Northern Ireland

Convicted paedophile seeks damages from Facebook


A convicted child sex offender, who won a landmark court case forcing Facebook to take down a website page monitoring paedophiles, is now seeking damages.

On Friday, Facebook was given 72 hours to take down the page 'Keeping our kids safe from predators', which had focused on paedophiles in Northern Ireland.

The man took the case after discovering that his photograph and threatening comments were posted on the page.

Facebook complied with the order, but a similar page appeared within hours.

The High Court judge who ordered the removal of the original page, Mr Justice McCloskey, held that the contents of the original version amounted to prima facie harassment of the man and risked infringing his human rights.

Catalogue of crimes

While the judge granted anonymity to the sex offender, he also stressed that the ruling does not suppress information about him or his criminal record that is already in the public domain.

A detailed written version of the judge's verdict discloses further details about the man's catalogue of crimes.

Known only as XY, the man at the centre of the case has a total of 15 convictions for sexual offences, all of which were committed in the 1980s.

He was released after serving half his prison sentence, only to be detained for a further six months for breaching a condition of his licence.

The judge who sentenced him reportedly expressed particular concern about his lack of insight into his offending.

Right to privacy

It has also been confirmed that he first offended when he was still a juvenile.

When he issued the proceedings against Facebook, the man claimed harassment, misuse of private information, and a breach of his right to privacy and freedom from inhuman or degrading treatment.

Mr Justice McCloskey's written judgment discloses that one of the remedies being sought is a claim for damages against Facebook Ireland Ltd.

That issue has not been determined, with the ruling only on interim relief.

The court heard the man suffers from ill health and fears being attacked or burnt out of his home.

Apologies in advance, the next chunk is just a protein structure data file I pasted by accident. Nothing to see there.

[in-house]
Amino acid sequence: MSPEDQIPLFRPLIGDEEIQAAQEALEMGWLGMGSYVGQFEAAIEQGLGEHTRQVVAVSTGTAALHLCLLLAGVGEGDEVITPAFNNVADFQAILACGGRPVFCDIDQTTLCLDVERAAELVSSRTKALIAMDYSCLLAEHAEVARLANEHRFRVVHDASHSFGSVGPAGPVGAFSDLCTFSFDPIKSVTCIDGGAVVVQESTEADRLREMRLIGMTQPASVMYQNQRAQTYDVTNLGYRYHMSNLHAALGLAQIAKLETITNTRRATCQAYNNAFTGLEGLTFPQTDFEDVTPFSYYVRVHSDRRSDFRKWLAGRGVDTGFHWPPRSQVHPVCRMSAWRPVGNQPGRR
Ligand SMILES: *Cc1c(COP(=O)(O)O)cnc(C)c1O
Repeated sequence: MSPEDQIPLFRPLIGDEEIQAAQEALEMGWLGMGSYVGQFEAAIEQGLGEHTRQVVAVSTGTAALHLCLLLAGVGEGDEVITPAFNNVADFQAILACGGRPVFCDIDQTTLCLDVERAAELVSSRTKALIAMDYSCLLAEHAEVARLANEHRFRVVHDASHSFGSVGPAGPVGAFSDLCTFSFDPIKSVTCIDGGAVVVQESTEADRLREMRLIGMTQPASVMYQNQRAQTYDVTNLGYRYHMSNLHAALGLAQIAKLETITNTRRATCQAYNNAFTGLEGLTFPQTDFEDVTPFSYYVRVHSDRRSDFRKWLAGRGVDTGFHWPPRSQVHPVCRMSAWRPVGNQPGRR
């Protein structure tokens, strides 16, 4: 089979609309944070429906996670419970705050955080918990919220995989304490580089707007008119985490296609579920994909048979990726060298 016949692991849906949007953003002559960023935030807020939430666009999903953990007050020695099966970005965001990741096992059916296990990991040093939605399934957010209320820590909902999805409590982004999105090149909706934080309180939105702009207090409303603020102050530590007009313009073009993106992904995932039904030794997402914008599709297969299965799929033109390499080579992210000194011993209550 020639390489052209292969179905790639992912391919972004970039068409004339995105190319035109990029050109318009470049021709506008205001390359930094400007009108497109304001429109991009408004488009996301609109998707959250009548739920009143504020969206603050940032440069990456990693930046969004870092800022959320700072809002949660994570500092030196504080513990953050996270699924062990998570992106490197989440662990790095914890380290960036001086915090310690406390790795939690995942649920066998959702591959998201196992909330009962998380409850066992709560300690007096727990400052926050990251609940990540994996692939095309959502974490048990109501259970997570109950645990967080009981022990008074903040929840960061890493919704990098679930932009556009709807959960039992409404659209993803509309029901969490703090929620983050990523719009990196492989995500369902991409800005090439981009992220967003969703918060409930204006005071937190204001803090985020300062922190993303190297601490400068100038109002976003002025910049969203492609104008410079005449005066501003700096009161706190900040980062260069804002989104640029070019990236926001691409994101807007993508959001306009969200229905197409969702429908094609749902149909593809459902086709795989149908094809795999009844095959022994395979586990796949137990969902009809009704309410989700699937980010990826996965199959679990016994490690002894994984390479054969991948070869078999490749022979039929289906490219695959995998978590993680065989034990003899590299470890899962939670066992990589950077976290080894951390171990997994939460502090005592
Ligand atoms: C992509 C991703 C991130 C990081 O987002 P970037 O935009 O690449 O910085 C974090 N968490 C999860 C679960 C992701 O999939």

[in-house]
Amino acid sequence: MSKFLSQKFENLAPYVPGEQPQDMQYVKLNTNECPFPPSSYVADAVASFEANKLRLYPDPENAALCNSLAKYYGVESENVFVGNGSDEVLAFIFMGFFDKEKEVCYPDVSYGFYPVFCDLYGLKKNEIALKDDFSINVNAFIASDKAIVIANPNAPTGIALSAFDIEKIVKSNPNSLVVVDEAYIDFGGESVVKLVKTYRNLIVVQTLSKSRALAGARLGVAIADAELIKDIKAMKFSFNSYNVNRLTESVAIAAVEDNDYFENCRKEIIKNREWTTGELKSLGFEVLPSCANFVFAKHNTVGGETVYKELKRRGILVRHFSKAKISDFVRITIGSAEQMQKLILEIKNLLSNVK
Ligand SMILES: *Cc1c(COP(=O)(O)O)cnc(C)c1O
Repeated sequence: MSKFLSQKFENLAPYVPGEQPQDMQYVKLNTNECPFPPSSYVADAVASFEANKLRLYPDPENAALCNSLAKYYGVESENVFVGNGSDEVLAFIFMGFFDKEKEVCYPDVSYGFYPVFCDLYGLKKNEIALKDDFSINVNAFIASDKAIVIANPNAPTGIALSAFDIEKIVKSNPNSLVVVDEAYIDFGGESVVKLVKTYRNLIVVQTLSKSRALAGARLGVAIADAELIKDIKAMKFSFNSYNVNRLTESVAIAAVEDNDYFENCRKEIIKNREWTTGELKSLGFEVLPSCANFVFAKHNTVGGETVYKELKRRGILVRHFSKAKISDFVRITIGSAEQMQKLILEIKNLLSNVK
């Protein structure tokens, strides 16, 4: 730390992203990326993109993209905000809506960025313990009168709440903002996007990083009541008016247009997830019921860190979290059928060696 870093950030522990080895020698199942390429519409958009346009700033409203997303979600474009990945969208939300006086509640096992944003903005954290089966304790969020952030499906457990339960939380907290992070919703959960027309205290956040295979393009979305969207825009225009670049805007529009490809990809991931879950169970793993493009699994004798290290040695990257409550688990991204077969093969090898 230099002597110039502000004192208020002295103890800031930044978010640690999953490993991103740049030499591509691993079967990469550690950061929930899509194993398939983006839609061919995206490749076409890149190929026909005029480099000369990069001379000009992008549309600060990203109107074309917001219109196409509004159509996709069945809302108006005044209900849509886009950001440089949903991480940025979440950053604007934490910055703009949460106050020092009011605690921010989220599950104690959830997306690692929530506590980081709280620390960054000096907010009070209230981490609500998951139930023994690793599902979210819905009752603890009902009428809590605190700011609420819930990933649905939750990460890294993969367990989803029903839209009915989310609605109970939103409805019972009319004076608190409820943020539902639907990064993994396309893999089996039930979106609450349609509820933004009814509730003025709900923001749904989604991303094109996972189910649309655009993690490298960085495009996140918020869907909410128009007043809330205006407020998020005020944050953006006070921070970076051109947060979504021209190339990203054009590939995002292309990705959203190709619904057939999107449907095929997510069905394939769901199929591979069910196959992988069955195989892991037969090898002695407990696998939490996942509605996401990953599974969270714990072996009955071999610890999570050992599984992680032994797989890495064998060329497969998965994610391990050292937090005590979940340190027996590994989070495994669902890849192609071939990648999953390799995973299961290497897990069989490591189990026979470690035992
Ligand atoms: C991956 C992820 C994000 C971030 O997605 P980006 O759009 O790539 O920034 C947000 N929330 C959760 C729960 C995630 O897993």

In a statement filed as part of his case he said: "I am in fear for my safety and in a state of constant anxiety as I believe if this material continues to be published it will only be a matter of time before the threats materialise into an attack on me or my home.


"The defendants are publishing comments intended to vilify me, some of which are directly threatening.

"By publishing this material about me, the defendants are providing a vehicle for others who may have criminal intent to gain information about where I live and to stir up hatred against me."

Mr Justice McCloskey ruled in his favour after balancing the competing rights to privacy and freedom of expression.

He pointed out that the interim injunction would cause minimal disruption to Facebook.

The judge added that details about the man's name, physical appearance, criminal record and whereabouts were already in the public domain.

"This information will remain in the public domain, come what may," he said.

"The order of this court does not suppress publication of this information in any way.

Online bullying

"Rather, it simply requires certain modest steps to be taken by the operator of a social networking site to ensure that, pending the substantive trial of this action, the plaintiff is not exposed to further conduct which I consider, to a high level of arguability, to be unlawful."

The judge also emphasised that cases of this type will be "intensely fact-sensitive".

He said: "The court is mindful of the contemporary controversy surrounding other contexts, such as online bullying of schoolchildren and the potentially appalling consequences of this gravely worrying phenomenon.

"This judgement does not speak directly to other contexts. Rather, it is confined to the particular litigation context in which is it provided."

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